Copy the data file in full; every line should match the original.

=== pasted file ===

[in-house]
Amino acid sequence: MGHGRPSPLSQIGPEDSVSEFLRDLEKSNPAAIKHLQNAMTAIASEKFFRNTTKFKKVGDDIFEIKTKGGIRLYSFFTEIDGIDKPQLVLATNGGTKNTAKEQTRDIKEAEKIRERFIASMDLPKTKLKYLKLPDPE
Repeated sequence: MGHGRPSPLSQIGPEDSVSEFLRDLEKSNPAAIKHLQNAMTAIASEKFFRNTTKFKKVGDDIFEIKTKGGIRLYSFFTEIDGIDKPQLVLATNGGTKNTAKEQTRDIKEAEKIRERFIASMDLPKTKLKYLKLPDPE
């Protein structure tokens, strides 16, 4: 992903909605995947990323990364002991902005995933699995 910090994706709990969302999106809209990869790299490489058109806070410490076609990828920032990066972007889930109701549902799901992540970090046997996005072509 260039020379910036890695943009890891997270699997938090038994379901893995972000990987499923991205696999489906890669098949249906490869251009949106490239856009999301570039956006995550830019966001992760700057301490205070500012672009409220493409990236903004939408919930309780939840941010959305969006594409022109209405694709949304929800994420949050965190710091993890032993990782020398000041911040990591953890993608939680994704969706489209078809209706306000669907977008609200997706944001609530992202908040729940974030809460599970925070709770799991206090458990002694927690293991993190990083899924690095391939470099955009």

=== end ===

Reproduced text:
[in-house]
Amino acid sequence: MGHGRPSPLSQIGPEDSVSEFLRDLEKSNPAAIKHLQNAMTAIASEKFFRNTTKFKKVGDDIFEIKTKGGIRLYSFFTEIDGIDKPQLVLATNGGTKNTAKEQTRDIKEAEKIRERFIASMDLPKTKLKYLKLPDPE
Repeated sequence: MGHGRPSPLSQIGPEDSVSEFLRDLEKSNPAAIKHLQNAMTAIASEKFFRNTTKFKKVGDDIFEIKTKGGIRLYSFFTEIDGIDKPQLVLATNGGTKNTAKEQTRDIKEAEKIRERFIASMDLPKTKLKYLKLPDPE
């Protein structure tokens, strides 16, 4: 992903909605995947990323990364002991902005995933699995 910090994706709990969302999106809209990869790299490489058109806070410490076609990828920032990066972007889930109701549902799901992540970090046997996005072509 260039020379910036890695943009890891997270699997938090038994379901893995972000990987499923991205696999489906890669098949249906490869251009949106490239856009999301570039956006995550830019966001992760700057301490205070500012672009409220493409990236903004939408919930309780939840941010959305969006594409022109209405694709949304929800994420949050965190710091993890032993990782020398000041911040990591953890993608939680994704969706489209078809209706306000669907977008609200997706944001609530992202908040729940974030809460599970925070709770799991206090458990002694927690293991993190990083899924690095391939470099955009």